• When we dined here in October 2012 they had switched out Prince Charming or Fairy Godmother. We were quite disappointed in this & so we asked about it. Our server told us they had changed it & would continue that way for awhile. Also, the previous time we were there, I believe in 2009, the character interaction was much better with the stepsisters dancing with kids, and Cinderella dancing with her Prince.

  • I thought the character interaction at 1900 Park Fare was off the charts; just fantastic.

    As a vegetarian family, I’d say the vegetarian options were below average compared to other WDW buffets, however.

    I really liked the decor/theme of the resort. The grounds were really nice to wander after dinner. I got some wonderful photos of my girls in their princess dresses with a lovely background. The Grand Floridian beach offers very nice views of the Polynesian.

    • Next time you are there, you should ask to see Chef TJ. He is known for his out of this world vegan creations. He went so above and beyond for my meal that my entire meat-eating party wished they had asked for his special courses.

      • I should have mentioned this was from a visit in 2011. Chef TJ is well-known for his fantastic vegetarian & vegan food. Perhaps I was there before he took over. Personally, I was happy to have lots of salad and the one vegetarian maki. My wife put something together from the pasta on the kids table and mixed veggies as I recall.

        The wonderful/hysterical character interactions with Lady Tremaine and her daughters more than made up for my less than stellar culinary experience. 😉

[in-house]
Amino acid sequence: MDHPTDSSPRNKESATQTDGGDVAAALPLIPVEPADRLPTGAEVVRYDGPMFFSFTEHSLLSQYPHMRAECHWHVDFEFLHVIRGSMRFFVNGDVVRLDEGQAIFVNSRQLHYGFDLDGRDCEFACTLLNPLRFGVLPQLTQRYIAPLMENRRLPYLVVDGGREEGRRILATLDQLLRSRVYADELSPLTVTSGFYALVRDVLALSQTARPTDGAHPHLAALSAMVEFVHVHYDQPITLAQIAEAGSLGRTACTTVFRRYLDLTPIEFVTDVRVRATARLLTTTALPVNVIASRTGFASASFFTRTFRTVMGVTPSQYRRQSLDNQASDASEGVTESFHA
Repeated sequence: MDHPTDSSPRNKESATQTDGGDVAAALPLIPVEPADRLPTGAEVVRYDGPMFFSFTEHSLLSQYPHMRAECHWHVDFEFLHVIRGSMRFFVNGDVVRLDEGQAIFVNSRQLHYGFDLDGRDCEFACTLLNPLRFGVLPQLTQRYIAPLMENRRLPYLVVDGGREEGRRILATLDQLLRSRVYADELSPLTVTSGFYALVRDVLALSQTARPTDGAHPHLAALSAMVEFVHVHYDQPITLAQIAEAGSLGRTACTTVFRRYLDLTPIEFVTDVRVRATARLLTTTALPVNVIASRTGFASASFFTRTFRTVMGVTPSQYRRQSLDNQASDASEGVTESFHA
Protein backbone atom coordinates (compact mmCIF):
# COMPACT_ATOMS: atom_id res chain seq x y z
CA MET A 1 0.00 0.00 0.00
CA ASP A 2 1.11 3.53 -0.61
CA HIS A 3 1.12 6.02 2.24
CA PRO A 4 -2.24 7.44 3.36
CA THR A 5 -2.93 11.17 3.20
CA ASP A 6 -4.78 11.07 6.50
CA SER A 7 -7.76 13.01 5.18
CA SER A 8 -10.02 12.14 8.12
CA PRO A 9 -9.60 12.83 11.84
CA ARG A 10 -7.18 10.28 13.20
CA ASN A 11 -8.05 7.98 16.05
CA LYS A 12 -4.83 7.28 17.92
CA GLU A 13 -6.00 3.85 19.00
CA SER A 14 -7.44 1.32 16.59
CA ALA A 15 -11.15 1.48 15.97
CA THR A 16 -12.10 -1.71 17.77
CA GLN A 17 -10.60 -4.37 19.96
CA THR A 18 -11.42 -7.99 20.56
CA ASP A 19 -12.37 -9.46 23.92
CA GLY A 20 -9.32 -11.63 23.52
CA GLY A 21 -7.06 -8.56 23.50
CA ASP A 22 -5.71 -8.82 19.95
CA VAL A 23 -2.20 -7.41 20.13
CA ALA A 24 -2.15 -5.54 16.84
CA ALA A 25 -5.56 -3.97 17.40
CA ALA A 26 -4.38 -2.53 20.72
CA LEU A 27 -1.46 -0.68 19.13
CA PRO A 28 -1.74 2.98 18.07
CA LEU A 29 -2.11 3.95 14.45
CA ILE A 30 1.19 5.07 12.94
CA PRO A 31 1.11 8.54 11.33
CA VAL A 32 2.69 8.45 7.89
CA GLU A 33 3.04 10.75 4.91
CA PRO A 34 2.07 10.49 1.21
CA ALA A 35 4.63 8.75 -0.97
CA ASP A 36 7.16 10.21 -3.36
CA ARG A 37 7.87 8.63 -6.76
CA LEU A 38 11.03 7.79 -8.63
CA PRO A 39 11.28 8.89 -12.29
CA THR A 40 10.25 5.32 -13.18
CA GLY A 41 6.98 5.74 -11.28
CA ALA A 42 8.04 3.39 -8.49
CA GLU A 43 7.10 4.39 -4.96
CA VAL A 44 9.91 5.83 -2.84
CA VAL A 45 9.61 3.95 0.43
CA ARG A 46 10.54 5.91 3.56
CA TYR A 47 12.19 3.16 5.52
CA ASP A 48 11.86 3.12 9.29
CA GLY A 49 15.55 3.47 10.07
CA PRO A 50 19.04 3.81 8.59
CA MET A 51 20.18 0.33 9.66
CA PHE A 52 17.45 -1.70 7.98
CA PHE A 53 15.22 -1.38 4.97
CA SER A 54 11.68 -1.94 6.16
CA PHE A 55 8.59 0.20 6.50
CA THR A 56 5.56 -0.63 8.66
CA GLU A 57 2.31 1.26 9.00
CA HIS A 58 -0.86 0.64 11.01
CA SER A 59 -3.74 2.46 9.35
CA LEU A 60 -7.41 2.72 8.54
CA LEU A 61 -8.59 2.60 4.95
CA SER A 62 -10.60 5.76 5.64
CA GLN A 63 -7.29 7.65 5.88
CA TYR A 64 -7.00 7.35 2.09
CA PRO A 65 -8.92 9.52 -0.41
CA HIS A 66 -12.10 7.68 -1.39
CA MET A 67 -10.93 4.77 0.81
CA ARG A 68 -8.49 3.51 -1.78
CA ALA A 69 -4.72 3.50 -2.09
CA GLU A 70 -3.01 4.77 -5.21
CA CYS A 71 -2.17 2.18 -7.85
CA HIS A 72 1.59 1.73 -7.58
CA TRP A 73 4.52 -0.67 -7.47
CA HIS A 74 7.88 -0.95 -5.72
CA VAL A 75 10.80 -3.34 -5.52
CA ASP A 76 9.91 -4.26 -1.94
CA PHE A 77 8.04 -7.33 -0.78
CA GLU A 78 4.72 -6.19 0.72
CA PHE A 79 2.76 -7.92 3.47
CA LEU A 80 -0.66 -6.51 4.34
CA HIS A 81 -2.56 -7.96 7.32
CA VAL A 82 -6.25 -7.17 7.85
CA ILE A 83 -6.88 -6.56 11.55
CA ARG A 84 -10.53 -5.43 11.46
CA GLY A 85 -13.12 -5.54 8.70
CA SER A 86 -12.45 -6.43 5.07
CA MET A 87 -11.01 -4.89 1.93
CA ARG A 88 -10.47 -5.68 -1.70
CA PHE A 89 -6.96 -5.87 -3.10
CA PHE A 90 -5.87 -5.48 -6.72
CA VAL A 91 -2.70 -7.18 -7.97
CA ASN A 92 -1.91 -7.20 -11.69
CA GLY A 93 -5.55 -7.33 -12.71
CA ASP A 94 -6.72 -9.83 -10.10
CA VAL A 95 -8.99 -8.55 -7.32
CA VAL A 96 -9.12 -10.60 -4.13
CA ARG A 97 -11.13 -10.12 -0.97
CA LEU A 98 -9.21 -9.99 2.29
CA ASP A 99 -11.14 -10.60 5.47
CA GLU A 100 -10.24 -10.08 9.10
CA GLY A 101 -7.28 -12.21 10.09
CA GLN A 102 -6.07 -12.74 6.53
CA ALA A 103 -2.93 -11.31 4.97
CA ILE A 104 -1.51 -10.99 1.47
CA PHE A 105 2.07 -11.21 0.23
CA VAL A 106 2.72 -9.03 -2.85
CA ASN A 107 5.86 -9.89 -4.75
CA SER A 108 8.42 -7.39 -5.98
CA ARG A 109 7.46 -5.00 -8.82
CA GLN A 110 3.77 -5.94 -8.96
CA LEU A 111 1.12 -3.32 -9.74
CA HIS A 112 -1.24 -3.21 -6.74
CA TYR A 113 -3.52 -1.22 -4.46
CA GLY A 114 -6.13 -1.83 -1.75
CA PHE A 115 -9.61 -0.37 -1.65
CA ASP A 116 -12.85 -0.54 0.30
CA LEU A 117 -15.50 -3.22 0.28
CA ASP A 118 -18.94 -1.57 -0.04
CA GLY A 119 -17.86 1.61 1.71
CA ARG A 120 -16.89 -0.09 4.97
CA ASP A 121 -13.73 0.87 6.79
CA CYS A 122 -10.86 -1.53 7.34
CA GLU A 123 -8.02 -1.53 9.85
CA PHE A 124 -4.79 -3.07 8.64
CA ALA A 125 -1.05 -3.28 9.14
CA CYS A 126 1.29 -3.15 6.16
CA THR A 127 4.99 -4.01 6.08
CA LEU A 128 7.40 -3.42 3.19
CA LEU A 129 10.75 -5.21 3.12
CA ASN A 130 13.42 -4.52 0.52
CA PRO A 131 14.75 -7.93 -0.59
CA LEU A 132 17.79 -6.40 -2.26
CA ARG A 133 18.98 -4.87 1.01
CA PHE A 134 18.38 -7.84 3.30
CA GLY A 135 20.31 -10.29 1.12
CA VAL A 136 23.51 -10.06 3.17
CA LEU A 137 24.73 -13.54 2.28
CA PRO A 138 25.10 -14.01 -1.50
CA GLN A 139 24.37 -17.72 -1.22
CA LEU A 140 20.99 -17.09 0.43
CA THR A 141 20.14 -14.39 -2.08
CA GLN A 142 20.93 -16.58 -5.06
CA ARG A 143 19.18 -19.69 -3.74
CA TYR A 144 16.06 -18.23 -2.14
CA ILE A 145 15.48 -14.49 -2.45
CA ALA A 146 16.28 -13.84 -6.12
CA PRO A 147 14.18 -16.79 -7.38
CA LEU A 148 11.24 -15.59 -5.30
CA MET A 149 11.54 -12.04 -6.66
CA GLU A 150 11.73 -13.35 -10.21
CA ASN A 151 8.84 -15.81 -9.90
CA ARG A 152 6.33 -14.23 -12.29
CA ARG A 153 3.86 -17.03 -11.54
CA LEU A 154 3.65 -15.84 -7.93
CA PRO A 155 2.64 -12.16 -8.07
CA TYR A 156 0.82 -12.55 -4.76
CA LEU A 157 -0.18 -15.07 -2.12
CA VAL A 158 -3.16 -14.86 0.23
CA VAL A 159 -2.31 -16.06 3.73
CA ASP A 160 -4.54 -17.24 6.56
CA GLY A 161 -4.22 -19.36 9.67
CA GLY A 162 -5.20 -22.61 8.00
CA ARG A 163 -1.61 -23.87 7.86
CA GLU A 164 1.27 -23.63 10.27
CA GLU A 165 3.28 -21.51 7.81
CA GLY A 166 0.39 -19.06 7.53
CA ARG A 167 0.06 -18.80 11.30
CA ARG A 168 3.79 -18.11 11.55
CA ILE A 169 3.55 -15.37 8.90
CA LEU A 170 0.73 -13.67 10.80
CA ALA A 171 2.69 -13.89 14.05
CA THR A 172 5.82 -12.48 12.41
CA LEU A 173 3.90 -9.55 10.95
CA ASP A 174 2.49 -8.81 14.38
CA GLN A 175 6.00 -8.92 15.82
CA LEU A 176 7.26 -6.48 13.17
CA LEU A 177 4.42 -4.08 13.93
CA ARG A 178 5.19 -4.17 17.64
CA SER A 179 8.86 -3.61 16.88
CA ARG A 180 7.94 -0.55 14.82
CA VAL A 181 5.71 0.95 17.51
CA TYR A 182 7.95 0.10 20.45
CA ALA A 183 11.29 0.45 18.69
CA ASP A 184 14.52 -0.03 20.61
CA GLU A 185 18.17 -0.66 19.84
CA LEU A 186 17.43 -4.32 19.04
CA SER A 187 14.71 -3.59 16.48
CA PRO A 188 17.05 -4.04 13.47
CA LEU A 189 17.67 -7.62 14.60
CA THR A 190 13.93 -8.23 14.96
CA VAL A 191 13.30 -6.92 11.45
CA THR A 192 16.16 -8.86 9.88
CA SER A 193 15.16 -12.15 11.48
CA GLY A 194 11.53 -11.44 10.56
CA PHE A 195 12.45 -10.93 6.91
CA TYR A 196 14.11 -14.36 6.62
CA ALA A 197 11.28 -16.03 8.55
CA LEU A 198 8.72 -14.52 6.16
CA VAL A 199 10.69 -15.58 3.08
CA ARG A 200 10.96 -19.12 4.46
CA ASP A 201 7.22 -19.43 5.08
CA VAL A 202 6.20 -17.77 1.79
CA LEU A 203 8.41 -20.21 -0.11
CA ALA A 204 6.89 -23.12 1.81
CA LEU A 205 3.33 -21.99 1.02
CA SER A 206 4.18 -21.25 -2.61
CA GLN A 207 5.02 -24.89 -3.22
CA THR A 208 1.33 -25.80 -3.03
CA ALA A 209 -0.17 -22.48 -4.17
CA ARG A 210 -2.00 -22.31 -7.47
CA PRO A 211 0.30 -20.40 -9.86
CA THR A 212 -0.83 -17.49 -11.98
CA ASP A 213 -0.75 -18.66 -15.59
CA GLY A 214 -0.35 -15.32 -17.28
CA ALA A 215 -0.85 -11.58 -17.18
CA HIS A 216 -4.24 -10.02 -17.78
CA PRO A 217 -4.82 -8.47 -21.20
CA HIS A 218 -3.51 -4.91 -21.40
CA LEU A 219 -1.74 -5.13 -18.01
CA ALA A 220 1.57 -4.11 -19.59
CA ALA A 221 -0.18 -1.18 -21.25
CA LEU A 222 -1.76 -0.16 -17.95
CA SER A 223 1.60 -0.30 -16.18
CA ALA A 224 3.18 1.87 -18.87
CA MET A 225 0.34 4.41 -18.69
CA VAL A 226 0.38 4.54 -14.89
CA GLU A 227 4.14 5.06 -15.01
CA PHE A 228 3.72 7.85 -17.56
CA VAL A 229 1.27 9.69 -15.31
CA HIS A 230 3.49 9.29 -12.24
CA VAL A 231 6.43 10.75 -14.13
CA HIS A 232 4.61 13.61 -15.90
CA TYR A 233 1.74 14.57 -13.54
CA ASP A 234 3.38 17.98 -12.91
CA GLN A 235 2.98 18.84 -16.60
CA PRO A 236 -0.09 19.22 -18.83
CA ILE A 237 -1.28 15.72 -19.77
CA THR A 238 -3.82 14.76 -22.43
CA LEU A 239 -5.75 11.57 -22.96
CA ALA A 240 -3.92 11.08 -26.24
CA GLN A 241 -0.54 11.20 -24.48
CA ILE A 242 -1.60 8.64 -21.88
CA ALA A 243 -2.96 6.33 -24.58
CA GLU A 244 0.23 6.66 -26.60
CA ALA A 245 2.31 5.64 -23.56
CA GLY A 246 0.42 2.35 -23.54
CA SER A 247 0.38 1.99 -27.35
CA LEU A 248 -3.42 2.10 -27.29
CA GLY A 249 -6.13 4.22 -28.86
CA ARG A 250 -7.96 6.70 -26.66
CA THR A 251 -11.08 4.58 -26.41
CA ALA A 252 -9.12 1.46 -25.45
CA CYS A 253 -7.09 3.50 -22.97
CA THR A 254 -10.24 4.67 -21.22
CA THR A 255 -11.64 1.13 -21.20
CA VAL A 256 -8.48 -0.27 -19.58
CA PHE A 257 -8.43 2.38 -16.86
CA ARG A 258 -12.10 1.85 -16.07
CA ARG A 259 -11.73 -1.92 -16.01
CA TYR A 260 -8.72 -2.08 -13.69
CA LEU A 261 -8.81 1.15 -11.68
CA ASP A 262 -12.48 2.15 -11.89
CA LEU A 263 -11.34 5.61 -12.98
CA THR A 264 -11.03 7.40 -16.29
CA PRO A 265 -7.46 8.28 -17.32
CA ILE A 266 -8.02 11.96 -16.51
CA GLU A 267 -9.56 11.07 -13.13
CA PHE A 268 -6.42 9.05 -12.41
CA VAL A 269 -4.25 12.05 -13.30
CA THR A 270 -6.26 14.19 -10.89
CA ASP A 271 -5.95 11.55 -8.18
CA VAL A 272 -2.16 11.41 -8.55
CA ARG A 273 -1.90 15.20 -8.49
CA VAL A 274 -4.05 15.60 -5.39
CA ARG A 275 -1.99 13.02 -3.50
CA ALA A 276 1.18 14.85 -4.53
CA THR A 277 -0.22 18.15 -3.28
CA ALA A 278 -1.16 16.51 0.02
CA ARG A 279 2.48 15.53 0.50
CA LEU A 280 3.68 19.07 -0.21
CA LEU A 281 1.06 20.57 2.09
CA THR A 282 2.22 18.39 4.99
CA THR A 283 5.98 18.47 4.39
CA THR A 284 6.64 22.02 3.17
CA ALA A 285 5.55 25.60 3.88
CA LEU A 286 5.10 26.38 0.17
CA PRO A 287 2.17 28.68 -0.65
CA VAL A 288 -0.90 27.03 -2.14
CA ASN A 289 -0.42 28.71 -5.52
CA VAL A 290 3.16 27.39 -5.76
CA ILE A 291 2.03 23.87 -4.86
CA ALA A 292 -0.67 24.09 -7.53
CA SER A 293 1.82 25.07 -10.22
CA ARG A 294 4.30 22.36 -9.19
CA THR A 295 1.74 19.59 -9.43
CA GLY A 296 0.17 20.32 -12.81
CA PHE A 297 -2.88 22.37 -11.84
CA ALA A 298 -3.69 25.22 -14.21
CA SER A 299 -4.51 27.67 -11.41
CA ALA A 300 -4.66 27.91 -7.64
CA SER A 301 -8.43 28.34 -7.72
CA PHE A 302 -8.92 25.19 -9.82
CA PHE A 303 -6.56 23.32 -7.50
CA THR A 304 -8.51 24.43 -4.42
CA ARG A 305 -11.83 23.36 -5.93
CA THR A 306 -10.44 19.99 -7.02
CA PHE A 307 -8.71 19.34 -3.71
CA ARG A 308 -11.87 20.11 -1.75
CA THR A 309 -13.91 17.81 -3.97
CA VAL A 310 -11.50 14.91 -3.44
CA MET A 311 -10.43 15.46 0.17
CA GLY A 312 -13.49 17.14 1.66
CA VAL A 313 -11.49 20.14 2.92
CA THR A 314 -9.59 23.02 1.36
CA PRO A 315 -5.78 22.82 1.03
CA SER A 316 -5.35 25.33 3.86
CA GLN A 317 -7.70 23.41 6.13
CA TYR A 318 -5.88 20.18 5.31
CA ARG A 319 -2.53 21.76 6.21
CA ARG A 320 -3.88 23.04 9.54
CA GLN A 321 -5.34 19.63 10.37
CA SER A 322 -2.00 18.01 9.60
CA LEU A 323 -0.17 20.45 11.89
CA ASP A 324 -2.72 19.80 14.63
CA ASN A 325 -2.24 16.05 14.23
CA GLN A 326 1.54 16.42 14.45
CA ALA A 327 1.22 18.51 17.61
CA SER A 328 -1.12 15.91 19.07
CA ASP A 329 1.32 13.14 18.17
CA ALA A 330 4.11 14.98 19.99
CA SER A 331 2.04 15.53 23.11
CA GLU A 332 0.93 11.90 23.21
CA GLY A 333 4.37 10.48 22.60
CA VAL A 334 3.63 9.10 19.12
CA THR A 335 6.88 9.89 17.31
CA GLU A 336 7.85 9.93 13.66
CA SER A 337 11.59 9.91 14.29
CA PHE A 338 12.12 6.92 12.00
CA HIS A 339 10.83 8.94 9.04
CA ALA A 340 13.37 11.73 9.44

• “I am, of course, picking on the poor princess. With every industry, service depends on the individual and she was not even close to what I would consider “bad.” If I was rating the characters on a scale 1-5 with 1 being “Times Square Elmo” and 5 being “the Ariel I had at Akershus” I would rate all characters a 4 (with Cinderella being a low 4), which is the “Disney” category. For the record 3 is “Universal” and 2 is “Mall Santa.” And yes, that scale is approved by the National Society of Inane Rating Systems (NatSIRS).”

    I had an experience with Spiderman at Universal that was awesome, btw!

    I love 1900 Park Faire 🙂

    • The scale is, like much of my writing, speaking in comical generalities. I have had “mall Santa” experiences at Disney and great experiences with mall Santas!


    • Me too! He was AWESOME…my 5 year old was wearing his T-ball shirt, and Spiderman spent a ton of time talking about how much he loves baseball too. He was great.

  • Thank you so much for posting this – I definitely want to do this on my Nov 2013 trip. I loved the Cinderella’s Royal Table breakfast on our Nov 2011 trip and this will make a great followup. I’m always amazed at how the characters/cast members manage to entertain the adults as well as the children. I need that picture of me and Prince Charming! (yes I know, what kind of 61 year old wants this – I do!)

    • The other Prince Charming picture I could have posted is one with my wife 🙂